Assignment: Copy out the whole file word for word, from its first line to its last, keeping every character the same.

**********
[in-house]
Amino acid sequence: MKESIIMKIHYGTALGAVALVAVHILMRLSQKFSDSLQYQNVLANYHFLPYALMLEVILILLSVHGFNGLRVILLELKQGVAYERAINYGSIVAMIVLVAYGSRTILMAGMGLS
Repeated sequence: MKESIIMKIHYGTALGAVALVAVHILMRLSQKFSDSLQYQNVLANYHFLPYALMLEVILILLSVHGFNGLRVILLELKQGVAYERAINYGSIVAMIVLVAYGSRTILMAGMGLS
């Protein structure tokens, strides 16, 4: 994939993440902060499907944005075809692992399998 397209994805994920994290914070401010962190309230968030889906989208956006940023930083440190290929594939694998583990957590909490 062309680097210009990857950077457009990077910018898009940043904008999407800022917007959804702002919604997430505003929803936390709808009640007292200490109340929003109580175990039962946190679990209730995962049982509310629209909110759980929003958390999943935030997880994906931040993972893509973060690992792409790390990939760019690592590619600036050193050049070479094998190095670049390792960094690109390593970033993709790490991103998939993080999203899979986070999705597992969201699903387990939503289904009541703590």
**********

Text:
[in-house]
Amino acid sequence: MKESIIMKIHYGTALGAVALVAVHILMRLSQKFSDSLQYQNVLANYHFLPYALMLEVILILLSVHGFNGLRVILLELKQGVAYERAINYGSIVAMIVLVAYGSRTILMAGMGLS
Repeated sequence: MKESIIMKIHYGTALGAVALVAVHILMRLSQKFSDSLQYQNVLANYHFLPYALMLEVILILLSVHGFNGLRVILLELKQGVAYERAINYGSIVAMIVLVAYGSRTILMAGMGLS
């Protein structure tokens, strides 16, 4: 994939993440902060499907944005075809692992399998 397209994805994920994290914070401010962190309230968030889906989208956006940023930083440190290929594939694998583990957590909490 062309680097210009990857950077457009990077910018898009940043904008999407800022917007959804702002919604997430505003929803936390709808009640007292200490109340929003109580175990039962946190679990209730995962049982509310629209909110759980929003958390999943935030997880994906931040993972893509973060690992792409790390990939760019690592590619600036050193050049070479094998190095670049390792960094690109390593970033993709790490991103998939993080999203899979986070999705597992969201699903387990939503289904009541703590």